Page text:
$58,000,000.00$98,979,614.40

Of course given his injury problems and lack of offense, just a .330 wOBA and 102 wRC+ for the 2018 season, Polanco being a two win player for the next six years might be a stretch.  Even if Polanco is a 1.0 win player in the final three years of the contract (2021-2023, going from 1.5-0.5 WAR), the total surplus provided over the seven years would be $60 million.  His contract is manageable and though he has never turned into the star, and likely never will, that the Pirates had hoped, getting a solid starter signed for a low price is nothing regrettable, and provides the Pirates with great value over the length of the deal.

Josh Harrison

Josh Harrison had a breakout 2014 season that saw him hit .315/.347/.490 with a .365 wOBA and 137 wRC+.  Along with his 3.5 BsR and nine runs saved at third base, along with the ability to play all over the place, Harrison was a 5.0 win player.  The Pirates and Harrison came to an agreement for a four-year contract worth $27.3 million, along with two option years for 2019 and 2020 and a $1 million signing bonus.  The base salaries and projected production are as followed:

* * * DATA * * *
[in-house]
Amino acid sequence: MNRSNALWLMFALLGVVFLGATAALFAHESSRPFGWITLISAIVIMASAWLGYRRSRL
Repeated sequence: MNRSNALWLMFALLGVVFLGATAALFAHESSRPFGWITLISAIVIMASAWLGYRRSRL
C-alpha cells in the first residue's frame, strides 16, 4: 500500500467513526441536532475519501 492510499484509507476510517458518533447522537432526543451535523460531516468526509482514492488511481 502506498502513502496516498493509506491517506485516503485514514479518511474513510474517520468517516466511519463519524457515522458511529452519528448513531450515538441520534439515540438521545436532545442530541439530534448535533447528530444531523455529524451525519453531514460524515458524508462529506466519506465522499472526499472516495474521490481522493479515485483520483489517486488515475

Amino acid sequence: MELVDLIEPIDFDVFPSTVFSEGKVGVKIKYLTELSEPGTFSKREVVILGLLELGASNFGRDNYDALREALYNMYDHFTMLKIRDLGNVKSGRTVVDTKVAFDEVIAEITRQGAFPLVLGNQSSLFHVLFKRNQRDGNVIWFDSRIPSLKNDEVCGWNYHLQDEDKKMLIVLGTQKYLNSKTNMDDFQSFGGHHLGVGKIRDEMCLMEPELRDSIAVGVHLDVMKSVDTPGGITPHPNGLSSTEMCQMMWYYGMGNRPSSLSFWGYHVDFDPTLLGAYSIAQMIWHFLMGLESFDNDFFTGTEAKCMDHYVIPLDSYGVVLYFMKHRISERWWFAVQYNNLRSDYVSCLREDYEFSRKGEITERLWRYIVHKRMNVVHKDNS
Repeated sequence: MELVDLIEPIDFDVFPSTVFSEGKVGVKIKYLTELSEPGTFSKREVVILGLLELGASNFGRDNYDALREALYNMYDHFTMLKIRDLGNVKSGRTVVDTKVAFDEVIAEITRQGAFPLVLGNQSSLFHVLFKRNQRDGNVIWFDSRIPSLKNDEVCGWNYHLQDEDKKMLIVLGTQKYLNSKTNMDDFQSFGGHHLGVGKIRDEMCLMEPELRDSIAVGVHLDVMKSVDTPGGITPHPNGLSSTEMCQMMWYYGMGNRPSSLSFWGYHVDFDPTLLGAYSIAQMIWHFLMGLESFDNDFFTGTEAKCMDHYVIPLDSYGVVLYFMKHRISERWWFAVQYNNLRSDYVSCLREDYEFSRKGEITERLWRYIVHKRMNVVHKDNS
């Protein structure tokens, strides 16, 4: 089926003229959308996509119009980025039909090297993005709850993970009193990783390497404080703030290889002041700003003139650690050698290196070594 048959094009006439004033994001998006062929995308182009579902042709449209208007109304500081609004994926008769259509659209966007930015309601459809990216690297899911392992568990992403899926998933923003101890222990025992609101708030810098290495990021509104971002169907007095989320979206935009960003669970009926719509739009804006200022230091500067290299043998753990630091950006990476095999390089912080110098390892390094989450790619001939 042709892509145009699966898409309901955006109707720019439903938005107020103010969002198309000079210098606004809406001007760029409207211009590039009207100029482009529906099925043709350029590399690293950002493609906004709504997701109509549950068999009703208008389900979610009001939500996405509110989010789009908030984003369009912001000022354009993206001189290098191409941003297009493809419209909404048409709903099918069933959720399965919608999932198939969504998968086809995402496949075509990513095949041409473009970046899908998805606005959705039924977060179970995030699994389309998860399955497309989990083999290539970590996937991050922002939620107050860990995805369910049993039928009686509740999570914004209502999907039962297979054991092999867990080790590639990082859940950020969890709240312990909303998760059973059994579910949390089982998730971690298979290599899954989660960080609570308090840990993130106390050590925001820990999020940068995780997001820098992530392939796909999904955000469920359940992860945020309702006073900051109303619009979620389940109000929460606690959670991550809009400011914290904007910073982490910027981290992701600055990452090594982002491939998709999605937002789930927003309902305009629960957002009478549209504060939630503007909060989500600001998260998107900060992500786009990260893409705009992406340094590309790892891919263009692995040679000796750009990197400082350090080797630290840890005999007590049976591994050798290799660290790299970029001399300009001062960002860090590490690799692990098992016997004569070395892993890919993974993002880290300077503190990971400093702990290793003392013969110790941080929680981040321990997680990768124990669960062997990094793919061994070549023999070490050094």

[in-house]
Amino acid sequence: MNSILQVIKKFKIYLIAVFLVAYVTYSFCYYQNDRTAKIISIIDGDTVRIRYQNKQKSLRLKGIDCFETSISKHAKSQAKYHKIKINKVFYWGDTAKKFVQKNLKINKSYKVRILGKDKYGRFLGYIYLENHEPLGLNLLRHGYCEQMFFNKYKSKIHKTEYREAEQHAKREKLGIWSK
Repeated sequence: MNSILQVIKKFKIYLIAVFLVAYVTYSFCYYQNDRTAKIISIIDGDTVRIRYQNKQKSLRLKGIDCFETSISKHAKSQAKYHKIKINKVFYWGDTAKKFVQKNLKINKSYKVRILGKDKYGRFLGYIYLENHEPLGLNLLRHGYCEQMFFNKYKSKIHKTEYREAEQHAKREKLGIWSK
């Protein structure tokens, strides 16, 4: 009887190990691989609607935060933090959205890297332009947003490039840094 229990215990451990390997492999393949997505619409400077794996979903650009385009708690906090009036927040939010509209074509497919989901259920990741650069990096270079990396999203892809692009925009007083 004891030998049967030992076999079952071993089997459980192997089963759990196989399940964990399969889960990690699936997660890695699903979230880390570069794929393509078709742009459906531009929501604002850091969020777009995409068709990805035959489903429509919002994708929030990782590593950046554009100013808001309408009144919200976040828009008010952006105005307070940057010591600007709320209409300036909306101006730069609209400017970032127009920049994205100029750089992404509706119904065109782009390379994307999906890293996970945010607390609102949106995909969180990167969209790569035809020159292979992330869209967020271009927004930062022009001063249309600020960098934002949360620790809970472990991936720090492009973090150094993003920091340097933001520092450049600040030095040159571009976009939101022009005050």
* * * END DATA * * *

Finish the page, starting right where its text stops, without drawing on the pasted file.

YearAgeWARRatelg $/WARContractSurplus
2015271.20.059$8,700,000$3,050,000.00$7,390,000.00
2016281.40.059$9,600,000$5,250,000.00$8,190,000.00
2017292.60.059$10,500,000$7,750,000.00$19,550,000.00
2018301.50.059$11,119,500$10,250,000.00$6,429,250.00
2019*3110.059$11,775,551$10,500,000.00$1,275,551.00
2020*320.50.059$12,470,308$11,500,000.00($5,264,846.00)
$48,133,334.00$37,569,955

Harrison’s value provided to the team compared to the cost isn’t as high Polanco and Marte’s, and if his options aren’t picked up and he is bought out for $1 million, his final surplus will end up at $40.5 million.  There is still value to Harrison, especially early on, but over the last two seasons, his name has come up in trade rumors.  He’s not a bad player by any means, and his versatility is nice to have on any team.  However, there were concerns at the time of his contract extension surrounding if his 2014 season was a fluke or not.